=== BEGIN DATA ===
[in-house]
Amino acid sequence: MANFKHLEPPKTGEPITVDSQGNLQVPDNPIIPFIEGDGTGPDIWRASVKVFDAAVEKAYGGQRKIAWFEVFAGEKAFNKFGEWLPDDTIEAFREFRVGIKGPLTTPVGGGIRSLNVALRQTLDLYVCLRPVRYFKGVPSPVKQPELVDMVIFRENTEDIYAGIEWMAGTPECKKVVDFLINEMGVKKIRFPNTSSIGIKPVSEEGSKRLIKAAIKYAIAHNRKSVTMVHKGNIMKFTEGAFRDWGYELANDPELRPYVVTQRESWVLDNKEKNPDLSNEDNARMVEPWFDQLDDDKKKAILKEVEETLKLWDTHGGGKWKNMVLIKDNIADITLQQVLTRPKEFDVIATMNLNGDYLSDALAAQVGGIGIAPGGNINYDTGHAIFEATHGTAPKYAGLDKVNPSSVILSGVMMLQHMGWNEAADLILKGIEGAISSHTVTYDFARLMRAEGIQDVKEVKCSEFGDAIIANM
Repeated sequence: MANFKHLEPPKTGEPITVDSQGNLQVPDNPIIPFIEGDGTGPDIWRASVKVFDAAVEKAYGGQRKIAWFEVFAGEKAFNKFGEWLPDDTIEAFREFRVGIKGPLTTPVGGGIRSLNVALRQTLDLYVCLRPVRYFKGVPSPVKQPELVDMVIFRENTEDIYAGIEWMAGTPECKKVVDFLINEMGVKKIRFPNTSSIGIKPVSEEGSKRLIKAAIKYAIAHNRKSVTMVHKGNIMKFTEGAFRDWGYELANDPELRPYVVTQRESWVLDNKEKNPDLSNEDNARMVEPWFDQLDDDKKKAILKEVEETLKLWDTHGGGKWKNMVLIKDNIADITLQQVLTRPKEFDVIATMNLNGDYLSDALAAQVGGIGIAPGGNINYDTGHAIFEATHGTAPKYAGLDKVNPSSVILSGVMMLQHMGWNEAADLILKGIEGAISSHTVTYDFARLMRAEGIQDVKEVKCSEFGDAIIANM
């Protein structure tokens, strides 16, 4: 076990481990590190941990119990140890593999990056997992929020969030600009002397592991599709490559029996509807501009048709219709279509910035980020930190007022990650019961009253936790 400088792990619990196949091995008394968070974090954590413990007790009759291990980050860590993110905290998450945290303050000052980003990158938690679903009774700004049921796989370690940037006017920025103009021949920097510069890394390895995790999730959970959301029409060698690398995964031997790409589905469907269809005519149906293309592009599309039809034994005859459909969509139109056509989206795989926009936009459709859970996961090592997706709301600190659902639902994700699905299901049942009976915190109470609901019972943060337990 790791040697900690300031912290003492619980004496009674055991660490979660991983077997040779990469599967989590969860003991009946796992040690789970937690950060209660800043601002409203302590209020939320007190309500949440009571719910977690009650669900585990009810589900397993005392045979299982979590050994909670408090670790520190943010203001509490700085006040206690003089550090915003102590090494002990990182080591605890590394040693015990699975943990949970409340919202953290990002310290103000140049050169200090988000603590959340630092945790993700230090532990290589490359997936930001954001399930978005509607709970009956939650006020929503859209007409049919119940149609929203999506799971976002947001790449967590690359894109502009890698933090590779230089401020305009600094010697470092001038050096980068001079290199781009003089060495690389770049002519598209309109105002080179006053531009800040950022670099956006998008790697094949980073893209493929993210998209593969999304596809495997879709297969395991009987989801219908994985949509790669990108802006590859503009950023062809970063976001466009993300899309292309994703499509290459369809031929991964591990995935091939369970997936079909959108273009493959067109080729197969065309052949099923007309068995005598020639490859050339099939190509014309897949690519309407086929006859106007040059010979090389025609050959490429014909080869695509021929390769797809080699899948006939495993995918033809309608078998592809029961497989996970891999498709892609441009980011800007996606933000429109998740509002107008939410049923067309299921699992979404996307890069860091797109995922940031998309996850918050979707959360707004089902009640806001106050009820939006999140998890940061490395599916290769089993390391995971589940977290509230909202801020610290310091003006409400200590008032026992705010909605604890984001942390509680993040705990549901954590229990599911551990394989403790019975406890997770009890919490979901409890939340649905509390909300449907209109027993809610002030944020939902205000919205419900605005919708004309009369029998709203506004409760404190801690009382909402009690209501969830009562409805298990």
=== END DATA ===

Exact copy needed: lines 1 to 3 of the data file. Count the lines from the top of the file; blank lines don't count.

[in-house]
Amino acid sequence: MANFKHLEPPKTGEPITVDSQGNLQVPDNPIIPFIEGDGTGPDIWRASVKVFDAAVEKAYGGQRKIAWFEVFAGEKAFNKFGEWLPDDTIEAFREFRVGIKGPLTTPVGGGIRSLNVALRQTLDLYVCLRPVRYFKGVPSPVKQPELVDMVIFRENTEDIYAGIEWMAGTPECKKVVDFLINEMGVKKIRFPNTSSIGIKPVSEEGSKRLIKAAIKYAIAHNRKSVTMVHKGNIMKFTEGAFRDWGYELANDPELRPYVVTQRESWVLDNKEKNPDLSNEDNARMVEPWFDQLDDDKKKAILKEVEETLKLWDTHGGGKWKNMVLIKDNIADITLQQVLTRPKEFDVIATMNLNGDYLSDALAAQVGGIGIAPGGNINYDTGHAIFEATHGTAPKYAGLDKVNPSSVILSGVMMLQHMGWNEAADLILKGIEGAISSHTVTYDFARLMRAEGIQDVKEVKCSEFGDAIIANM
Repeated sequence: MANFKHLEPPKTGEPITVDSQGNLQVPDNPIIPFIEGDGTGPDIWRASVKVFDAAVEKAYGGQRKIAWFEVFAGEKAFNKFGEWLPDDTIEAFREFRVGIKGPLTTPVGGGIRSLNVALRQTLDLYVCLRPVRYFKGVPSPVKQPELVDMVIFRENTEDIYAGIEWMAGTPECKKVVDFLINEMGVKKIRFPNTSSIGIKPVSEEGSKRLIKAAIKYAIAHNRKSVTMVHKGNIMKFTEGAFRDWGYELANDPELRPYVVTQRESWVLDNKEKNPDLSNEDNARMVEPWFDQLDDDKKKAILKEVEETLKLWDTHGGGKWKNMVLIKDNIADITLQQVLTRPKEFDVIATMNLNGDYLSDALAAQVGGIGIAPGGNINYDTGHAIFEATHGTAPKYAGLDKVNPSSVILSGVMMLQHMGWNEAADLILKGIEGAISSHTVTYDFARLMRAEGIQDVKEVKCSEFGDAIIANM